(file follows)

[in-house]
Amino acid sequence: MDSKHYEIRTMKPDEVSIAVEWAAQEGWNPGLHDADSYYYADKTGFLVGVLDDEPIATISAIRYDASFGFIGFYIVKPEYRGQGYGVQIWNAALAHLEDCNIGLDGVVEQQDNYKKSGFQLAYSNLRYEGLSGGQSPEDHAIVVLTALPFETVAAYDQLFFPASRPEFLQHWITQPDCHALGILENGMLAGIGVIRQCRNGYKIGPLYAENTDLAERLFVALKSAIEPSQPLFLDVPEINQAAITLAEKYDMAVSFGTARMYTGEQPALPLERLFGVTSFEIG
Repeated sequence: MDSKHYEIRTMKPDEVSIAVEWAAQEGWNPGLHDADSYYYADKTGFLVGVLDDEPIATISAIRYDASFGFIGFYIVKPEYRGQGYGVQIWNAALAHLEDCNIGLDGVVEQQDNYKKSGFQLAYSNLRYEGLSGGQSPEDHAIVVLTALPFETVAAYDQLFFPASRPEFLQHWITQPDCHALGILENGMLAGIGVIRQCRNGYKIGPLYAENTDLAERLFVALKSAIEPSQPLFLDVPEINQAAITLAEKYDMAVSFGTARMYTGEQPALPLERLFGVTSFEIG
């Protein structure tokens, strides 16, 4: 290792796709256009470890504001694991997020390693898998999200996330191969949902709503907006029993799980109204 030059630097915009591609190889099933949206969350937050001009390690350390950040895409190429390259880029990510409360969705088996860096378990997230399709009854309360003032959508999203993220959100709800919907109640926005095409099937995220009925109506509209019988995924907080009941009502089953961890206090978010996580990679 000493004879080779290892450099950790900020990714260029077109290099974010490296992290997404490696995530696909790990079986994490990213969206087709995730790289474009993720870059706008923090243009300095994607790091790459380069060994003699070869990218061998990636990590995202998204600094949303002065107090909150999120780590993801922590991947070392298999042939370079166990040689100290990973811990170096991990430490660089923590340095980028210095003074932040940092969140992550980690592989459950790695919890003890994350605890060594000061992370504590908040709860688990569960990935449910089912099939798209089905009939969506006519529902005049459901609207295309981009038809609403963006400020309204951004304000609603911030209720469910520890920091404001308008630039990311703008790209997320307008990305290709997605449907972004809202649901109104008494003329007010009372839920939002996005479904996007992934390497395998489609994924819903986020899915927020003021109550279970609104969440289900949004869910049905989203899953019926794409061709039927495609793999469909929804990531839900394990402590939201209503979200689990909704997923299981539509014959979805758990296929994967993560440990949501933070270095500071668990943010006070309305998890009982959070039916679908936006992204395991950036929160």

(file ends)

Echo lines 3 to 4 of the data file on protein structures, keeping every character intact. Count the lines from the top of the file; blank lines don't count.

Repeated sequence: MDSKHYEIRTMKPDEVSIAVEWAAQEGWNPGLHDADSYYYADKTGFLVGVLDDEPIATISAIRYDASFGFIGFYIVKPEYRGQGYGVQIWNAALAHLEDCNIGLDGVVEQQDNYKKSGFQLAYSNLRYEGLSGGQSPEDHAIVVLTALPFETVAAYDQLFFPASRPEFLQHWITQPDCHALGILENGMLAGIGVIRQCRNGYKIGPLYAENTDLAERLFVALKSAIEPSQPLFLDVPEINQAAITLAEKYDMAVSFGTARMYTGEQPALPLERLFGVTSFEIG
């Protein structure tokens, strides 16, 4: 290792796709256009470890504001694991997020390693898998999200996330191969949902709503907006029993799980109204 030059630097915009591609190889099933949206969350937050001009390690350390950040895409190429390259880029990510409360969705088996860096378990997230399709009854309360003032959508999203993220959100709800919907109640926005095409099937995220009925109506509209019988995924907080009941009502089953961890206090978010996580990679 000493004879080779290892450099950790900020990714260029077109290099974010490296992290997404490696995530696909790990079986994490990213969206087709995730790289474009993720870059706008923090243009300095994607790091790459380069060994003699070869990218061998990636990590995202998204600094949303002065107090909150999120780590993801922590991947070392298999042939370079166990040689100290990973811990170096991990430490660089923590340095980028210095003074932040940092969140992550980690592989459950790695919890003890994350605890060594000061992370504590908040709860688990569960990935449910089912099939798209089905009939969506006519529902005049459901609207295309981009038809609403963006400020309204951004304000609603911030209720469910520890920091404001308008630039990311703008790209997320307008990305290709997605449907972004809202649901109104008494003329007010009372839920939002996005479904996007992934390497395998489609994924819903986020899915927020003021109550279970609104969440289900949004869910049905989203899953019926794409061709039927495609793999469909929804990531839900394990402590939201209503979200689990909704997923299981539509014959979805758990296929994967993560440990949501933070270095500071668990943010006070309305998890009982959070039916679908936006992204395991950036929160």